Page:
From French Hood to Tiara: Not Just A Beauty Queen

Renaissance Festivals have been a springboard to many artistic careers, from magicians Penn and Teller to Hollywood director Andy Fickman, but something many don’t realize is how many people have found their experience working at a festival to be an aid to advancement, both personal and professional, in seemingly unrelated fields. One surprising example is the current Miss Colorado, Maura Spence Carroll, who is shattering conventional ideas of femininity, serving both as a full-time military intelligence analyst and as a contestant in the 2021 Miss America pageant. LadyFaire sat down for an interview with this amazing young woman.

LF: How did you become interested in performing at the Texas Renaissance Festival?
 

MSC: I grew up attending faire, so when my Aunt Christi mentioned that she was on cast I jumped at the chance to attend a rehearsal to see what it would be like. I had recently started homeschooling and as an extrovert, I was desperate for a chance to get out of the house and meet new people. By the end of my second rehearsal watching and meeting people, I was offered a role as a cast member on the Scottish court. I absolutely LOVED faire, and from that year on I was completely hooked!

LF: What were your roles at TRF?

MSC: In my first year, I was a Scottish scullery maid. I was 14 and very new to performing, so the learning curve was definitely steep! I was then an English Joust Maiden my second and third seasons (2015 and 2016). I had the time of my life cheering on the jousters by yelling any variation of quasi-British chants I learned from former joust maidens and friends with a knack for writing parodies. In my 4th season, 2017, I had left the cast and then unexpectedly joined again. I was offered a position as a living statue. . .and later found out that I don’t do the whole “sitting perfectly still and not speaking” thing well. (When asked if I would do it again, I explained that *I* would consider it – but that I doubt any director would WANT me to do it).

 LF: How do you feel your time as a performer there helped in your quest for the crown?

MSC: The most important aspect of being a titleholder is meeting people in the community. You’re not just someone that gets to wear a fun sparkly hat – you’re a role model and ambassador for the Miss America Organization. That means when people aren’t approaching ME, I’m approaching them to introduce myself, tell them about the organization, and encourage them to take an interest in what MAO is about. Being a cast member is the same way – only, instead of convincing people to love Miss America, we’re pulling them in to immerse them in a world separate from their own outside the gates. It’s not enough to just stay in your lane and convince people who happen to speak to you to believe in New Market Faire; you have to learn how to present the story in the way you hold yourself, your movements, your interactions with the guests. It also involves a fair bit of extroversion (whether real or practiced) and learning to “yes, and!” the heck out of situations. It also helped me learn the value of the modern-day corset – Spanx.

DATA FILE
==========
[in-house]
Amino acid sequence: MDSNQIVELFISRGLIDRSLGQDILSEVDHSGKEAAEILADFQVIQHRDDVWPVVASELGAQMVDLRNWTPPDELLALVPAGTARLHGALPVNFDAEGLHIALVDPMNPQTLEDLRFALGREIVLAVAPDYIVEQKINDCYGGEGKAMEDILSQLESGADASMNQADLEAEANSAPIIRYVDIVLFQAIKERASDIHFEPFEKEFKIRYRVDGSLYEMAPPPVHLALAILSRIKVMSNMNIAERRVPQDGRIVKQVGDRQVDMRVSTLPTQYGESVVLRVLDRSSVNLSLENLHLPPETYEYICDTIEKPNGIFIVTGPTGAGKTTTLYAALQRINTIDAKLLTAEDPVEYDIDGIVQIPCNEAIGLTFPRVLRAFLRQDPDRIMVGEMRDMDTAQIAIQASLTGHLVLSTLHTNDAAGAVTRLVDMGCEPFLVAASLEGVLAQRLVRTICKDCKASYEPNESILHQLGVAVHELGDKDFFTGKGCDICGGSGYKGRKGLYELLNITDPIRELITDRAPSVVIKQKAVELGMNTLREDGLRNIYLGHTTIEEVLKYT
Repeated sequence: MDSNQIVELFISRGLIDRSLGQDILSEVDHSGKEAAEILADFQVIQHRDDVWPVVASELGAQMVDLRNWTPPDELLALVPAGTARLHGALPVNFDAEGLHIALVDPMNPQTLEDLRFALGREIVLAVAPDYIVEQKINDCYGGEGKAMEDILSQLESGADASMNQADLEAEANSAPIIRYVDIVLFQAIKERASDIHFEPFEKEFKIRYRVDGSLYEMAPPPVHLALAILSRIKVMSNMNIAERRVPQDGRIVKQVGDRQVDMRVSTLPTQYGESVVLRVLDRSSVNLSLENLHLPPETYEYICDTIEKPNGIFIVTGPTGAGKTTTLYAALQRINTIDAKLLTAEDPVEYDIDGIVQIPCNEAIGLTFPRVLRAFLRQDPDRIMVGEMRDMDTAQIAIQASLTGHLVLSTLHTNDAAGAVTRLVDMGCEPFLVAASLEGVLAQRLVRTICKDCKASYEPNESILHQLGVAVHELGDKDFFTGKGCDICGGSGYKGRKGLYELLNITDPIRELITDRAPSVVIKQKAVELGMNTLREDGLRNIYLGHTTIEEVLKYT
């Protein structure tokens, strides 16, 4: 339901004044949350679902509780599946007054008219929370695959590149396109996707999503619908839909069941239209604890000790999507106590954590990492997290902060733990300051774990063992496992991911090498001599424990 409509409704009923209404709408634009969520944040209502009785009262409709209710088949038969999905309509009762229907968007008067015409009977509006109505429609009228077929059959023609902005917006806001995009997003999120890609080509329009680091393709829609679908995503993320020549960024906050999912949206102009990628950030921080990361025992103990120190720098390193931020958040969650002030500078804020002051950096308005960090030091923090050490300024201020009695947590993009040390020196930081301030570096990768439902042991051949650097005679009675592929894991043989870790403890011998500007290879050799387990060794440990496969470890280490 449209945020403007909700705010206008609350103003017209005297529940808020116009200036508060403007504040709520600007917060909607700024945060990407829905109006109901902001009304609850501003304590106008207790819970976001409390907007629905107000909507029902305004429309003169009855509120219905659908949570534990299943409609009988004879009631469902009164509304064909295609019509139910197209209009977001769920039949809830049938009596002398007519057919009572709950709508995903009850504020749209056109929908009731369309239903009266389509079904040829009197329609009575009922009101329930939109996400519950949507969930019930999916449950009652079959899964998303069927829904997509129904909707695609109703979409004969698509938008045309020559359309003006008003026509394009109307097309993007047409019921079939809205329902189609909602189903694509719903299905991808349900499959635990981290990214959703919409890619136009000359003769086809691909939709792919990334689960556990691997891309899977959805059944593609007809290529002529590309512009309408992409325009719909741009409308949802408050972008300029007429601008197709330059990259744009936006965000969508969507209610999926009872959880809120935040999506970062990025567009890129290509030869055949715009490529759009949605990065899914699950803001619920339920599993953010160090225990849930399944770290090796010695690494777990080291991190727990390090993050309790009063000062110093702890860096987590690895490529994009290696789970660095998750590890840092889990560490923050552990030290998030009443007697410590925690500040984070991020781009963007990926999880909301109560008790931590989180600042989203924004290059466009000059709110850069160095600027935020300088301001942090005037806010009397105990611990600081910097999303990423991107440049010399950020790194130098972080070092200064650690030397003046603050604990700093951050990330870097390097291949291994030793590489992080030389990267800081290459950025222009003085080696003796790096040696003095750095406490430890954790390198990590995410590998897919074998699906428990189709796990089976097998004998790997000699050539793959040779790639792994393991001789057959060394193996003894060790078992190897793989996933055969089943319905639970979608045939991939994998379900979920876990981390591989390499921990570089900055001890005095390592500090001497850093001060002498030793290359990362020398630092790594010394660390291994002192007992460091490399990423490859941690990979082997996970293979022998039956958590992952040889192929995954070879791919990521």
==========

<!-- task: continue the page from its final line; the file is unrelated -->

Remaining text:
LF: How has the Renfest community supported you?

MSC: Ever since my crowning, I can’t go more than a few days without someone from the faire community messaging me to tell me how proud they are of me. I grew up on cast. Most of the people I met my first year when I was 14 are still my friends to this day – including my best friend, Maddie – and they watched grow from the Scottish lass screaming “NESSIE!” at morning proclamation to a woman who has made a complete 180 in her life. They supported me when I was struggling following the death of my sister Kitty in 2015 and the passing of my grandfather in 2016, they loved me when I was deeply depressed, they encouraged me when I said at my last farewell toast that I was thinking of joining the Army. . .now they also get to share in my joy at having accomplished a life long dream. I’ve changed in many ways, and they’ve loved and supported me through those changes.

LF: How do you balance life in the United States Army with your Miss Colorado duties?

MSC: Working as an active-duty soldier (where my schedule can have me working up to 70 hours a week in garrison) while also fulfilling my role as Miss Colorado requires patience, an organized calendar, and enough coffee to keep an elephant buzzing. There are weeks at work when I am occupied from 9am to 6pm with little time to rest, and other weeks when my responsibilities are limited to answering an email or two a day. 
The balancing act has taught me the value of automated reminders and understanding my limits so as to not overextend myself. I like being busy and having a packed schedule, but I’m still learning how to prioritize all of my responsibilities while maintaining my mental and physical health.

Maura’s journey reflects the best of the festival world – supportive people who lift each other up and support them through the good and the bad. We wish her the best of luck as she competes for the Miss America crown in December.

Christine Boyett Barr is an award winning journalist and English instructor, teaching middle school and college English.In addition to her pedagogical pursuits, she hosts movie events for the Alamo Drafthouse Cinema and portrays Catherine of Aragon at the Texas Renaissance Festival. She is the mother of four, and is owned by two cats. 

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The mission of LadyFaire is to encourage people, particularly women and femmes, to recognize the beauty and magic in their world while developing their inner strength and connections with others so that they can live abundant, creative, empowered lives. Words build bridges to relationships, art strengthens the soul, and authentic friendships change the world.

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